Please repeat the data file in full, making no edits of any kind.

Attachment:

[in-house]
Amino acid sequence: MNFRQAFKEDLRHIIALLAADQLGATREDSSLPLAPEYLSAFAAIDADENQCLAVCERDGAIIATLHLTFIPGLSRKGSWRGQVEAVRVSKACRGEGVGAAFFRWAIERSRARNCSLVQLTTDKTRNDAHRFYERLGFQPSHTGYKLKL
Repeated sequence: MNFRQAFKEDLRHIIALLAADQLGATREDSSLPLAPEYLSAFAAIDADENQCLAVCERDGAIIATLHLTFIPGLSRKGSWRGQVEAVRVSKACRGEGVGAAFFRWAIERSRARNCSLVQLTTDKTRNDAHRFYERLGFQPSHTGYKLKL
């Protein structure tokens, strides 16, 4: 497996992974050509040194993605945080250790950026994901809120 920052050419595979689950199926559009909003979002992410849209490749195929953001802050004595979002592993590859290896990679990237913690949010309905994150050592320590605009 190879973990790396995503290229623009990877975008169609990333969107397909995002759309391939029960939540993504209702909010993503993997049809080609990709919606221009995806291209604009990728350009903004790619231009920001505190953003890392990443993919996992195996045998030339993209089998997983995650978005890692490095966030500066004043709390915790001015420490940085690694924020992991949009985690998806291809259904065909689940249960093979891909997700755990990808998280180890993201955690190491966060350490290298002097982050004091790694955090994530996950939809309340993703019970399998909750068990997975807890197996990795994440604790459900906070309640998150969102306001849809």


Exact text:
[in-house]
Amino acid sequence: MNFRQAFKEDLRHIIALLAADQLGATREDSSLPLAPEYLSAFAAIDADENQCLAVCERDGAIIATLHLTFIPGLSRKGSWRGQVEAVRVSKACRGEGVGAAFFRWAIERSRARNCSLVQLTTDKTRNDAHRFYERLGFQPSHTGYKLKL
Repeated sequence: MNFRQAFKEDLRHIIALLAADQLGATREDSSLPLAPEYLSAFAAIDADENQCLAVCERDGAIIATLHLTFIPGLSRKGSWRGQVEAVRVSKACRGEGVGAAFFRWAIERSRARNCSLVQLTTDKTRNDAHRFYERLGFQPSHTGYKLKL
């Protein structure tokens, strides 16, 4: 497996992974050509040194993605945080250790950026994901809120 920052050419595979689950199926559009909003979002992410849209490749195929953001802050004595979002592993590859290896990679990237913690949010309905994150050592320590605009 190879973990790396995503290229623009990877975008169609990333969107397909995002759309391939029960939540993504209702909010993503993997049809080609990709919606221009995806291209604009990728350009903004790619231009920001505190953003890392990443993919996992195996045998030339993209089998997983995650978005890692490095966030500066004043709390915790001015420490940085690694924020992991949009985690998806291809259904065909689940249960093979891909997700755990990808998280180890993201955690190491966060350490290298002097982050004091790694955090994530996950939809309340993703019970399998909750068990997975807890197996990795994440604790459900906070309640998150969102306001849809």